Members of the Sweet Grass Cooperative are committed to the raising and marketing of grass-finished beef. Click on the questions below to understand the benefits of this approach to our food supply.
Frequently Asked Questions
Why is grass-finished beef better for you than corn-fed beef? >
To many people the term "corn-fed" or "grain-fed" connotes a healthy food substance on which cattle are fed. However, grain is a more concentrated form of energy than grass and provides more starch and calories. This results in fattier animals. Grass-finished beef has
less fat than grain-fed beef and is comparable in fat content to a skinless chicken breast (with less cholesterol than chicken per ounce);
fewer calories per ounce of meat;
more Omega-3 fatty acids (which originate in green plants and have been shown to have numerous health benefits);
a healthy balance of essential fatty acids (ratio of omega-6 to omega-3 fatty acids);
higher amounts of the good fat: CLA; and
higher amounts of vitamin E, folic acid and beta-carotene.
What do you mean by grass-finished? >
In conventional beef ranching, a new-born calf grazes on grass in the pasture with its mother until the calf is weaned. Once weaned, the calf is often shipped to a feed lot where it is only fed a diet of corn and animal by- products along with growth hormones and antibiotics. This is done to fatten the calf in a hurry. Our calves are not shipped to feed lots. They remain in the pastures on a grass diet. This is a slower, natural way for the calf to grow.
Are these free-range cattle eating whatever is available? >
No. The cattle graze in lush, grass-land pastures under a management-intensive grazing system that has been perfected by many of our ranchers. This means the pasture lands are managed to ensure high-quality grasses and the cattle are rotated between pasturelands to ensure a high-quality grass diet at all times.
What types of grasses do the cattle graze on? >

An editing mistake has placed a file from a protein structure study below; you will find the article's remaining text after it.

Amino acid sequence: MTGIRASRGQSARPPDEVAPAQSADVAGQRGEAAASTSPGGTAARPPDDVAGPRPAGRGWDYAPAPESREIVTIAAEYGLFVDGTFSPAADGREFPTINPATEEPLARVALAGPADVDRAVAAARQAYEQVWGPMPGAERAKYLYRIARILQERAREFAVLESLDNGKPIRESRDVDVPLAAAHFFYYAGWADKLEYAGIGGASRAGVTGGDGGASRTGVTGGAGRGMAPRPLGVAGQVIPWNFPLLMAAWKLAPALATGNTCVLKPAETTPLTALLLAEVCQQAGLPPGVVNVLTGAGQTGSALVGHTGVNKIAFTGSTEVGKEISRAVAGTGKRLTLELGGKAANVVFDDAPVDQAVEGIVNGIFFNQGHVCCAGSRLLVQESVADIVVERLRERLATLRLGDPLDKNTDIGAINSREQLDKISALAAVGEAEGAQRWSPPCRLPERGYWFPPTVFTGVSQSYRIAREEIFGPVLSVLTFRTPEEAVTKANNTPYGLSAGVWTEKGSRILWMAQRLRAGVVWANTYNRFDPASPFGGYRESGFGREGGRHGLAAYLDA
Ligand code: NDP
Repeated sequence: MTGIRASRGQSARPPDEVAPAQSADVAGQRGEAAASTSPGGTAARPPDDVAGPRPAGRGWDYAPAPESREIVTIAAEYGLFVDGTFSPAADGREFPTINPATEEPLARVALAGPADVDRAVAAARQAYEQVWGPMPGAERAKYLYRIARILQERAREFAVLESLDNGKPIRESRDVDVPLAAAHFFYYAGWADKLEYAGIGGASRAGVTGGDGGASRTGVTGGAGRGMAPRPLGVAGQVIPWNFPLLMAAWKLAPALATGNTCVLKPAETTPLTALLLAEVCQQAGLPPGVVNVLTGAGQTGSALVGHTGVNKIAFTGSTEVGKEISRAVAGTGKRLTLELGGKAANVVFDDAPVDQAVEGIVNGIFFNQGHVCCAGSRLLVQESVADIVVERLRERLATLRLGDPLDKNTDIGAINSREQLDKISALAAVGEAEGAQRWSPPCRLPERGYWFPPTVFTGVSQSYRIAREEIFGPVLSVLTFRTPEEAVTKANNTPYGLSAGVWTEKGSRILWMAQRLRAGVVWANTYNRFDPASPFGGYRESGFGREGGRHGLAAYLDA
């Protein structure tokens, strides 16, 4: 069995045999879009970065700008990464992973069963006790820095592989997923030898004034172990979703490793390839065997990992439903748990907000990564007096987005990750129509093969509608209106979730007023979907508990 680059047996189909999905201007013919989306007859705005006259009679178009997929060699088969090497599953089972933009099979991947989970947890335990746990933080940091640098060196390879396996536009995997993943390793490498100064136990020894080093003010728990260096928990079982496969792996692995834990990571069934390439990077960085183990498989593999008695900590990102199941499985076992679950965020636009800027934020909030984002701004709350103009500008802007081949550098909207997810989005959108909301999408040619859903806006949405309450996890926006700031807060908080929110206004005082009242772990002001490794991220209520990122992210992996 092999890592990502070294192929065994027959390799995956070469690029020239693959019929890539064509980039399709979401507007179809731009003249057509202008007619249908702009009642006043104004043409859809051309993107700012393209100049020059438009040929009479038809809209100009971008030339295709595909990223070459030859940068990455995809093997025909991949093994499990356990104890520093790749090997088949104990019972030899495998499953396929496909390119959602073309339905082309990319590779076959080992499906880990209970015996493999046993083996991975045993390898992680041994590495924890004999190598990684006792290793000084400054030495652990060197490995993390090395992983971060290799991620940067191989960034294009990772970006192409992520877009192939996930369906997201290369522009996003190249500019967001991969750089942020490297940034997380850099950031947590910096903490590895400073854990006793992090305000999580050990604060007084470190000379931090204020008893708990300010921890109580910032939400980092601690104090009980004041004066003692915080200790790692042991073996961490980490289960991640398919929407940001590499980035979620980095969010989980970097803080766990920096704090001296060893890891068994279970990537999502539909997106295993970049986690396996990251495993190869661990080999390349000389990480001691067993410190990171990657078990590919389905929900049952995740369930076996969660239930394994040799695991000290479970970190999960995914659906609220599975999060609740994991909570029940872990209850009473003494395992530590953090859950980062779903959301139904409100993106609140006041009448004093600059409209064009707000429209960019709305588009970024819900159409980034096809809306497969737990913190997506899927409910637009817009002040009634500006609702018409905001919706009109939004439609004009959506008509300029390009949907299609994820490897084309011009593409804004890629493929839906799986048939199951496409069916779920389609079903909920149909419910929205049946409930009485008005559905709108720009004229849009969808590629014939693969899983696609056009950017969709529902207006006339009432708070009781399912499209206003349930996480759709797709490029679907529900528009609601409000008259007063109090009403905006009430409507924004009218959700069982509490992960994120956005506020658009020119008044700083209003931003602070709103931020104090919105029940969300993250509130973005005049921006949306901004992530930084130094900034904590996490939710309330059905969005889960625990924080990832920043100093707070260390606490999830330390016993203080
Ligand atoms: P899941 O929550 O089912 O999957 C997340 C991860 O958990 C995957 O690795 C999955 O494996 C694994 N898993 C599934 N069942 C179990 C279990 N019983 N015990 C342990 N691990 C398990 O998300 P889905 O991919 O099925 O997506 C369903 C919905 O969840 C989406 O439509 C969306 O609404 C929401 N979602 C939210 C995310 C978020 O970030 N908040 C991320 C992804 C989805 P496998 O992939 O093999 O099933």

The cattle graze in pastures where lush, cool-season perennial grasses are grown including orchardgrass, timothy grass, and bromegrass intermixed with red and white clovers.
But if the beef has less fat, isn’t it tougher meat? >
No. Fat in meat only accounts for about 10% of the variability in meat tenderness. Other factors include genetics, age and sex of the animal, the stress level of the animal prior to slaughter, and the length of time the animal is aged after being butchered. Our cattle are managed in ways to reduce stress. .
What is dry-aging? >
Dry-aging is the process of holding the whole carcass, after the animal is butchered, at a temperature just above freezing for one week or more. This practice intensifies the flavor of the meat and makes it more tender.
I have heard that beef I buy at the supermarket is "wet-aged". What does that mean? >
"Wet-aged" means the beef has been aged for 2-3 days in plastic after being butchered. This is not the best method for producing tender, tasty beef. Dry-aging has been shown to be far superior.
Because the grass-finished meat has less fat, do I have to cook it in any special way…with more meat tenderizer or at lower temperatures? >
With less fat, heat is conducted more quickly through the meat and can toughen the protein. It is recommended that grass-fed beef be cooked more slowly at lower temperatures. Roasts cook very well in a crock-pot or at lower oven temperatures.